P. Singh showing that radio frequency fields similar to those emitted
by cellphones damaged rats brain cells, breaking their dna
structures after just two hours of
exposure. The company, Phillips says, wanted to discredit the study.
To Motorola, it didnt make sense that a cellphone could break dna
. The ionizing radiation of X-rays and
atomic bombs has enough energy to knock around electrons and cause
genetic damage. But the radiation emitted by cellphones is
non-ionizing, similar to radar, and thought to be too weak to do
genetic harm. That is, while cellphone radiation fits within the
microwave spectrum, it emits too little energy to significantly heat
tissue. So how could cellphones, Motorolas reasoning went, possibly
affect or harm the brain?
Nonetheless, Lais research suggested they could, and his paper worried
Motorola. Phillips recalls that the company asked him to find ways to
put a spin on it that was favourable to them and less favourable to
Henry and N. P. He declined, but did agree to provide Motorola with
comments on the study, and to conduct a similar trial if they were
They were. Phillips designed a comparable experiment to investigate how
radiation emitted by cellphones affected dna
in cells. He tested two slightly different radiation frequencies and
exposure times, and found that in both cases the radiation did affect
the cells dna
, albeit in significantly
different ways: sometimes it increased the base level of dna
damage typically seen in cells, and
sometimes it lowered it. He wrote a report and sent it to Motorola with
a note saying he wanted to publish the results and, if the company
would fund him, design studies to further investigate his findings. A
few days later, Mays Swicord, the director of electromagnetic research
at Motorola, called him.
He started questioning a lot of the results, pointing to what he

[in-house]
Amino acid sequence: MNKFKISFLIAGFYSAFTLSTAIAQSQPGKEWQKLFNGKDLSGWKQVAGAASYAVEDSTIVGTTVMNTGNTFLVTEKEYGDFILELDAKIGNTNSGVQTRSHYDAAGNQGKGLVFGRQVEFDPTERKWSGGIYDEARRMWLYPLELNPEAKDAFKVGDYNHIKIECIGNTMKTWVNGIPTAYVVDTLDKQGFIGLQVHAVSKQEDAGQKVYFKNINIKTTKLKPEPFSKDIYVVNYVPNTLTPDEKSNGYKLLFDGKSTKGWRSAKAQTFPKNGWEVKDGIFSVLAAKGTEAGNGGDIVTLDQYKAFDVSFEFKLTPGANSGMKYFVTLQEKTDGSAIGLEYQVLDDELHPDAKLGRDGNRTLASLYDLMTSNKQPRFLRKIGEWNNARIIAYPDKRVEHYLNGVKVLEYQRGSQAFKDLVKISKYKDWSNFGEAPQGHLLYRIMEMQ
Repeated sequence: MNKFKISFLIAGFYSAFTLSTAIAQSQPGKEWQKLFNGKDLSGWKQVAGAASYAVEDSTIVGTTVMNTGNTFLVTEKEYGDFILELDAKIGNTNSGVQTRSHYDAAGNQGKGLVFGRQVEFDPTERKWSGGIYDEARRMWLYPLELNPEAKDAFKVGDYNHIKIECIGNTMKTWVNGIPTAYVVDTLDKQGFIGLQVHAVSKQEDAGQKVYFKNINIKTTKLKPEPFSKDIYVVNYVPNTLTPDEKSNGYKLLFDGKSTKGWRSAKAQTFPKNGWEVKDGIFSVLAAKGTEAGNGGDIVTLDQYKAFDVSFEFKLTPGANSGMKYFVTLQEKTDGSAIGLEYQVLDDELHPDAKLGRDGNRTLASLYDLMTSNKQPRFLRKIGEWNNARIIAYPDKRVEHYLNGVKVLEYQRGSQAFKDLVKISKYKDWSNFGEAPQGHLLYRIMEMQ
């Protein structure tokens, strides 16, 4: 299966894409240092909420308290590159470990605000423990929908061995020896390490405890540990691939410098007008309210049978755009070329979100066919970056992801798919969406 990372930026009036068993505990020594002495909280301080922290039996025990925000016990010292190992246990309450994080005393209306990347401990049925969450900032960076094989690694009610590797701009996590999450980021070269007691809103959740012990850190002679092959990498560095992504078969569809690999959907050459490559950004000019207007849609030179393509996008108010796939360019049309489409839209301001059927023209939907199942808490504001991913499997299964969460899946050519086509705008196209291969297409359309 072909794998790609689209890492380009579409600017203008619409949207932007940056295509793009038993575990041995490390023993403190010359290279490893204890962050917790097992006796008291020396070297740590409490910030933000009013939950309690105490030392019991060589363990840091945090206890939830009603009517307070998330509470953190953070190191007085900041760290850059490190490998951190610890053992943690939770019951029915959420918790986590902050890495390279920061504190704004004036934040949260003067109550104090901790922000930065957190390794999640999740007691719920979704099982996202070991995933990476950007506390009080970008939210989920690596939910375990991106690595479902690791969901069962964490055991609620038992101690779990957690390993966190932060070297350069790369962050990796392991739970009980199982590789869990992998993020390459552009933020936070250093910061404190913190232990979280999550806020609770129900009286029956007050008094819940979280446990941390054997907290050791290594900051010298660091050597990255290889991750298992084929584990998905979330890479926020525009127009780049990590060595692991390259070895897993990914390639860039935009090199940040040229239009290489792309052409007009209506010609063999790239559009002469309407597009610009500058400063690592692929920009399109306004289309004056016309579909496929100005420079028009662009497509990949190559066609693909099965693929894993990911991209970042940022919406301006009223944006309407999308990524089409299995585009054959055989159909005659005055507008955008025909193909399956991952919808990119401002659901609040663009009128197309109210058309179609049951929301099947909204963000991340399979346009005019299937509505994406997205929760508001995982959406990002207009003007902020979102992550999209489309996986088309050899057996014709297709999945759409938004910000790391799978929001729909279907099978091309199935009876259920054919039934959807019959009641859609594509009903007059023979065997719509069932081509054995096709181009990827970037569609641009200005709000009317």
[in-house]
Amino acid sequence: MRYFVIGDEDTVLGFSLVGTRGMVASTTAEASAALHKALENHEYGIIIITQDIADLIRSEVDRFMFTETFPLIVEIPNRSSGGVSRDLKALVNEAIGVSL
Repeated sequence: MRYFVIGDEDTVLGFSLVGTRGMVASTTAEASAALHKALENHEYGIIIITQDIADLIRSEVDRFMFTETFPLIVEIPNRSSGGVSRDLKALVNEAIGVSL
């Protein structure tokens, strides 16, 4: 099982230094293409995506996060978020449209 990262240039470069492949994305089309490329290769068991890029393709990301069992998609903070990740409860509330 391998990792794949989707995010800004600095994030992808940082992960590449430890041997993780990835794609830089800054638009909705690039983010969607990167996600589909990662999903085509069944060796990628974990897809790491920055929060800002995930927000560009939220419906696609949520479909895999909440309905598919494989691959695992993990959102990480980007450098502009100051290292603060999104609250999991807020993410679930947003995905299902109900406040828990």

called inconsistencies in data, Phillips recalls. I pointed out
that its not unusual to see, with a single chemical agent, results go
in one direction for one time period, and in the opposite direction for
another. Phillips went on to explain to Swicord that long or heavy
exposure to a toxin can initiate a cells repair mechanisms,
immediately fixing the damage. A shorter or lighter exposure might
cause damage, but not enough to trigger the same repair mechanisms. In
this manner, paradoxically, the lighter dose might be more dangerous.
Swicord, who has a background in bioelectromagnetics, wasnt convinced.
He suggested that I consider not publishing anything and that I do
more work, Phillips says. And I said no. I know when the project is
done. Ive been doing research for twenty-five years.
Their argument went on for weeks. Eventually, says Phillips, the head
of his research group, Ross Adey, phoned him. Apparently under a lot of
pressure, and worried that his group might lose Motorolas financial
support if he didnt cooperate, Adey, says Phillips, told me that if I
didnt give Motorola what they wanted, it could be detrimental to my
career. Phillips wouldnt back down. This isnt about the group. It
isnt about money, he told Adey. Its about science.
Phillips refused to work on any further Motorola-funded projects, and
in 1998, in the peer-reviewed journal Bioelectrochemistry and
, he published his dna
study, which would be one of his last. That same year, the Department
of Energy stopped funding the groups work on electromagnetic radiation
effects. Phillips left Loma Linda and moved to Colorado Springs. Today
hes the director of the Science/ Health Science Learning Center at the
University of Colorado.